Y CHROMOSOME SINGLE NUCLEOTIDE POLYMORPHISMS TYPING BY SNaPshot MINISEQUENCING
Noveski P, Trivodalieva S, Efremov GD, Plaseska-Karanfilska D
*Corresponding Author: Dr. Dijana Plaseska-Karanfilska, Macedonian Academy of Sciences and Arts, Research Center for Genetic Engineering and Biotechnology, Av. Krste Misirkov 2, POB 428, 1000 Skopje, Republic of Macedonia; Tel.: +389-2-3235-410; Fax: +389-2-3115-434; E-mail: dijana@manu.edu.mk
page: 11

INTRODUCTION

The analysis of single nucleotide polymorphisms (SNPs), located within the non recombining region of the Y chromosome (NRY), has been widely accepted in molecular anthropology as a unique tool for evolutionary studies. The low mutation rate and specific distribution of Y-haplogroups in populations, allow for the reconstruction of origin, evolution, and history of groups of humans by tracing male patterns of migration backwards from modern human populations [1]. Y-single nucleotide polymorphisms also constitute forensic tools because they can significantly contribute to forensic analysis by providing information on the ethnic origin of a male DNA sample [2]. Combined with conventional markers, they could be a powerful tool in mass disasters where people from various geographical areas are involved. Recently, Y-SNP typing has been applied in the study of possible association of Y-haplogroups with male-specific (spermatogenic failure, testes and prostate cancer) and prevalently male-associated (hypertension, autism) diseases [3].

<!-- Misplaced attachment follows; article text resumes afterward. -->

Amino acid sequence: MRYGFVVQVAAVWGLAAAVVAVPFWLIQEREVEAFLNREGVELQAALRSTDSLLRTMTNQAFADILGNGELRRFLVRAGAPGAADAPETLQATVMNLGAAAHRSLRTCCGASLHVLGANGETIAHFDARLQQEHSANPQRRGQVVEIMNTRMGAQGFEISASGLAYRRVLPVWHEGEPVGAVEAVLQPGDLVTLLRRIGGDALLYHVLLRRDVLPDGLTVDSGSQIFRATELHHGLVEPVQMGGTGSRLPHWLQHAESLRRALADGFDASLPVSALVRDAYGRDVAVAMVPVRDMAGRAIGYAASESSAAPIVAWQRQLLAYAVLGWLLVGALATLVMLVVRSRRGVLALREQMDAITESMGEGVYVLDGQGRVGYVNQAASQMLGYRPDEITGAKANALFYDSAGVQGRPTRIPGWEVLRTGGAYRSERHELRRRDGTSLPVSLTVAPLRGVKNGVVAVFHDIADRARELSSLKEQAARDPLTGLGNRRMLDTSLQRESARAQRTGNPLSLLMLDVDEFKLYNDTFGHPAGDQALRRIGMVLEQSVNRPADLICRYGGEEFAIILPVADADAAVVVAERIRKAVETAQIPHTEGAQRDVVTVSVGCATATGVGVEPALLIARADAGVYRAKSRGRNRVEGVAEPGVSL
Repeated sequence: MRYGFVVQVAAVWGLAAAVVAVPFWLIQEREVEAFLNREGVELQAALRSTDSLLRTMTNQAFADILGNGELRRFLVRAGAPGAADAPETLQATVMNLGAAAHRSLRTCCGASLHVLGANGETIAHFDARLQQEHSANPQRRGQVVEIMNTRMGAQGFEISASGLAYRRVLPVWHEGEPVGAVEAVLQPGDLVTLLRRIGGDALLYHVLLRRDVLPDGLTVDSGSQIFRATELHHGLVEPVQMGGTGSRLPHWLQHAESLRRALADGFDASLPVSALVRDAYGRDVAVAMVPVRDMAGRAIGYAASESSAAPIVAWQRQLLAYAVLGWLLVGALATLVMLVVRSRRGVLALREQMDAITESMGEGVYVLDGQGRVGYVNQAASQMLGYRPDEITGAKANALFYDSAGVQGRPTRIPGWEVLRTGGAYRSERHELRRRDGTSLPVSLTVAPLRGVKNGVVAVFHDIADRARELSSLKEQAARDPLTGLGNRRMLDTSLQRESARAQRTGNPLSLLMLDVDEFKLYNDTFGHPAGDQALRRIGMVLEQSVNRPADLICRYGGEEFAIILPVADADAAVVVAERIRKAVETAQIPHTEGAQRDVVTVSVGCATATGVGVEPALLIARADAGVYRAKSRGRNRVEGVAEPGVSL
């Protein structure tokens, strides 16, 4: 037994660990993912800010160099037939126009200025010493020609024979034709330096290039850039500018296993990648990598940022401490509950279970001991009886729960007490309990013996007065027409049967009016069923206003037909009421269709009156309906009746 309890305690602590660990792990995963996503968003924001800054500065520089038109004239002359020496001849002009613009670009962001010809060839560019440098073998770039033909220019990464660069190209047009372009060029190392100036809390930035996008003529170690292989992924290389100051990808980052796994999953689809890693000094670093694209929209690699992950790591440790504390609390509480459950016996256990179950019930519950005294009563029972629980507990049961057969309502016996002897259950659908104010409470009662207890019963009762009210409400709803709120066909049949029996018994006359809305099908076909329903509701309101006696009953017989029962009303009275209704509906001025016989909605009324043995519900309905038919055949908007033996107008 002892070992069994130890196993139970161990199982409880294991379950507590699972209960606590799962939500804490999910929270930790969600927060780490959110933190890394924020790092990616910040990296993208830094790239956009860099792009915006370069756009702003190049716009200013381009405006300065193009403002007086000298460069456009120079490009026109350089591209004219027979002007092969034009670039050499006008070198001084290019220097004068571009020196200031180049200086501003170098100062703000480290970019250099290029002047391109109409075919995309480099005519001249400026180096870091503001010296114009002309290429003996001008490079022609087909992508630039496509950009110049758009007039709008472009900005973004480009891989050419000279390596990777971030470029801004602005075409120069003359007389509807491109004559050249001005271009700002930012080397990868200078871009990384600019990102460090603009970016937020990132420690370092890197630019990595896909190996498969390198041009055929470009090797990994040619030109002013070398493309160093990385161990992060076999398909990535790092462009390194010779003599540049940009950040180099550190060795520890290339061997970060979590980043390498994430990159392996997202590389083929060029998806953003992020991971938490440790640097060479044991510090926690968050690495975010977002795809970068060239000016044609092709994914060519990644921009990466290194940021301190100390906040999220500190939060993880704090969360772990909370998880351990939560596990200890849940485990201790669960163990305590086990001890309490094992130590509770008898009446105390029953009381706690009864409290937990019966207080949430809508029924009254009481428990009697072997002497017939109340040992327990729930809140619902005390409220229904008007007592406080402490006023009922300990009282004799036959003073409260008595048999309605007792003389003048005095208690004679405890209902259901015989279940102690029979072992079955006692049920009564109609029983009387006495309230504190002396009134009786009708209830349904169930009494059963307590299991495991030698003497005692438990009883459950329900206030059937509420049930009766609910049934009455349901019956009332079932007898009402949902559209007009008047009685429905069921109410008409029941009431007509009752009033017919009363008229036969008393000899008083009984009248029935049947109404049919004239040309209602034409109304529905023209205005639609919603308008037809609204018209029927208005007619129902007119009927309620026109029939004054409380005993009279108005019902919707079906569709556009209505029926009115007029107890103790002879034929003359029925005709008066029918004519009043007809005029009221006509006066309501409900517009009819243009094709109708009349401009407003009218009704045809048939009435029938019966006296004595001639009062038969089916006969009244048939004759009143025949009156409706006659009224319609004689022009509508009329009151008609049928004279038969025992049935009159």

The Y Chromosome Consortium has published a single most parsimonious phylogeny of 153 binary haplogroups based on 243 binary markers and developed a simple set of rules to label unambiguously the different clades nested within this tree [4]. An extensively revised Y chromosome tree containing 311 distinct haplogroups, incorporating approximately 600 binary markers has also been published [5] and a web-based document with a regularly updated version of the Y chromosome tree has also become available [6].

In recent years, many different SNP typing techniques have been developed on the basis of various methods of allelic discrimination and detection platforms [7]. Most of these are based on allele specific hybridization, primer extension, oligonucleotide ligation or invasive cleavage. Detection methods for the products of each type of reaction, include fluorescence, luminescence and mass measurement. We selected the SNaPshot minisequencing approach which consists of single base extension of an unlabeled primer that anneals one base upstream to the relevant SNP. A multiplex minisequencing assay has already been validated for genotyping of the Y chromosome [8,9]. These studies have shown this SNP typing methodology to be robust, reliable and extremely sensitive. We have used a rapid, simple




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